Dengue and Malaria

Mosquito with image of parasites transmitted

Tropical Blood Disease Vector

Serious Tropical Blood Diseases

Dengue and Malaria

Nearly 1/2 of the world’s population are at risk of contracting tropical blood diseases, specifically malaria, and dengue. Dengue is endemic in 110 countries around the world.  How does one contract the disease?  How can we prevent ourselves from these diseases?  Are there any natural cures?

First, let’s review some statistics.

Malaria Statistics
In 2012 there were 207 million reported malaria cases with 627,000 deaths.
90% of malaria deaths occur in Africa.
Increased prevention & control measures have reduced malaria mortality by 49% since 2000.
Every minute a child dies from malaria – this is the equivalent of 7 jumbo jets full of children disappearing every day.  All under the age of 5.
Pregnant women are at higher risk of dying from complications of severe malaria.

Dengue Statistics
Between 1% – 5% of all people that contract dengue die without treatment.
With severe dengue there is a 26% mortality rate.
40% of the world’s population live in risky areas.
There are 50 million – 100 million infections annually.
In 2012 there were 22,000 deaths due to dengue.

Both Dengue and Malaria are contracted via a vector.  A vector is simply a mosquito.  The anopheles mosquito transmits malaria, and several species transmit dengue, however it is the Aedes genus mosquito that is the principal transmitter of the disease.

Mosquitos breed in water.  When the mosquito bites an infected person it sucks up a parasite in the case of malaria, and a virus in the case of dengue.  Once the mosquito bites another person, it will transmit these parasites and virus.

The best prevention from malaria and dengue is to remove any standing water in the area close to where you live to prevent breeding of the mosquito.  Sleeping under nets, spraying oneself with bug repellent, wearing long sleeved shirts, and long pants, and spraying one’s home are other precautions one can take when preventing the contraction of these diseases.

With malaria, this disease is treatable, but must be done quickly.  In Honduras most often, Primaquine is used as the treatment.  This will kill all the parasites in the body, including any that may have all ready gone dormant in the liver.  This treatment will help prevent any relapses.

If treatment is not handled quickly, over time the parasites attack the red blood cells, and find their way to the liver where they may go dormant for years, possibly even decades.  A recurrence of the disease may ensue years later, and because the time has lapsed one may forget that your current ailment is due to malaria and go undetected.

Symptoms of malaria are dependent on the type of malaria contracted, but may include: fever, chills, headache, sweats, fatigue, nausea, and vomiting.  Other common symptoms may be: dry cough, back pain, muscle ache, and enlarged spleen.  With more severe cases one may also incur: impairment of brain function, impairment of spinal cord function, seizures and loss of consciousness.

There is an experimental malaria vaccine currently being tested in trials that is showing a 100% protection rate.  These are very promising results and may end with a vaccine available in the very near future.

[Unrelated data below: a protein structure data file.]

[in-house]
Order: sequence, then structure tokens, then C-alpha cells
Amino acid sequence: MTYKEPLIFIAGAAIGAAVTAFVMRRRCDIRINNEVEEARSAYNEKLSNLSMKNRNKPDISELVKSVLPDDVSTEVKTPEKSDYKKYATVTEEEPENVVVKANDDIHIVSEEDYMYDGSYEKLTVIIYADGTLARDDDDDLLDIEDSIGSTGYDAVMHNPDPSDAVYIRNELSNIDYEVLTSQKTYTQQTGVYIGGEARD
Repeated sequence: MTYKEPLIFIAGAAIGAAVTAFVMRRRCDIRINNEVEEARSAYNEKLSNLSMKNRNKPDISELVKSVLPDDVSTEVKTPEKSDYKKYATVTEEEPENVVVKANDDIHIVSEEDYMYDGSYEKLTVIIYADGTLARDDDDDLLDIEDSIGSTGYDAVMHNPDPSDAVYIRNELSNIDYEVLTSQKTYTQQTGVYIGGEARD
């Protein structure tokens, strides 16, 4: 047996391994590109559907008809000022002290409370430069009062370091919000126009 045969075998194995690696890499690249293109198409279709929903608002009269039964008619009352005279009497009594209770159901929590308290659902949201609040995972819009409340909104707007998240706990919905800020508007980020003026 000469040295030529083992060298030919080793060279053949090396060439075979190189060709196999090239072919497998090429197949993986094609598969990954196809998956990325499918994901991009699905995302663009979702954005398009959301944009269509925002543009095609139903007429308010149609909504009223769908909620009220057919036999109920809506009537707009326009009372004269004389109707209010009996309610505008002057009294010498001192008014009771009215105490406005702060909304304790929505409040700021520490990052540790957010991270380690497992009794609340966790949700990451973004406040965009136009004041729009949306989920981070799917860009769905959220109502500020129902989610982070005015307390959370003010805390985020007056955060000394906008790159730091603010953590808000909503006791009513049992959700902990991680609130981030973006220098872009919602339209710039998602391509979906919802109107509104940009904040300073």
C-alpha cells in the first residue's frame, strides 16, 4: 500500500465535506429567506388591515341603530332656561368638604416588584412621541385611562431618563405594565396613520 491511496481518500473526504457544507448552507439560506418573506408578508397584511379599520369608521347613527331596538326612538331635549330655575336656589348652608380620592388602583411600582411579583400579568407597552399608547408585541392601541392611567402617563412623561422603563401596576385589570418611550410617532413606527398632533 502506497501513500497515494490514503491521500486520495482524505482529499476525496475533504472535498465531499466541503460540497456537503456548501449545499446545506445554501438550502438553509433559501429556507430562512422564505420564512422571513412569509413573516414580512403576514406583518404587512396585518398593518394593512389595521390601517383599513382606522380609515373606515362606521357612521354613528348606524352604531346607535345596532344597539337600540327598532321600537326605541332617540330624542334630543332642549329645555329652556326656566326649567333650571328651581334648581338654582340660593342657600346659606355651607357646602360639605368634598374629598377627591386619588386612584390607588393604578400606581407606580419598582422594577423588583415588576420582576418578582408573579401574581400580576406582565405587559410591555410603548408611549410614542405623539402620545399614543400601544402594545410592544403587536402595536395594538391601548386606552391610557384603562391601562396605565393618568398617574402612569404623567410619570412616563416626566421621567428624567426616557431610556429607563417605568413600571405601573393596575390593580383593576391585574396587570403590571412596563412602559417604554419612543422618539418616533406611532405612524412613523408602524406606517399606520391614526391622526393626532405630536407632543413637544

For those visiting in risky areas, often times they are prescribed chloroquine for short term protection.  This is not something that can be taken long term as it will destroy the liver.

There is no natural treatment for malaria so this one must be treated with conventional medicine.

Dengue is also transmitted via mosquitoes.  A mosquito feeds on a person during a 5 day period when large amounts of virus are in their blood.  This period usually begins before the person becomes symptomatic.  Some people never have significant symptoms, but can still infect mosquitoes.  After this virus enters the blood meal of the mosquito, it requires an additional 8 – 12 days of incubation before it can be transmitted to another human.  The mosquito will remain infected throughout its remaining lifetime.

Dengue impacts the white blood cells, and the symptoms will bring a sudden fever and acute pains in the joints.  This disease is also known as break bone fever.  In addition to a fever and joint pains, one may also experience abdominal pain, vomiting, liver enlargement, and a skin rash that looks similar to measles.  These symptoms will last usually 2 – 7 days.  Nearly 50% – 80% of people that contract dengue will experience a rash the first or second day of symptoms.  Severe itching may also accompany the rash.

Severe disease risk factors include: females, people with high body mass index, and viral load ( how much virus is in the body).

There are no vaccines, or preventative medicine one can take to avoid dengue.  However, there are some small scientific studies that look promising by using 3 tablespoons of papaya leaf juice daily for 3 days that will help minimize the symptoms suffered.  Another option is to take a young papaya and the papaya juice blended together, and drink this 2 – 3 times daily.  This does not contradict any medical advice and has shown significant increase in platelet levels within 40 hours.  Fenugreek or basil leaf consumption can also soothe and cleanse the system and ease symptoms.

Bottom line, these diseases, malaria and dengue are serious, and if not treated properly can cause severe complications and issues in the future.  These are two disease that can only be treated properly with conventional medicine.  The information above pertaining to papaya is a supplemental natural approach to treating dengue.

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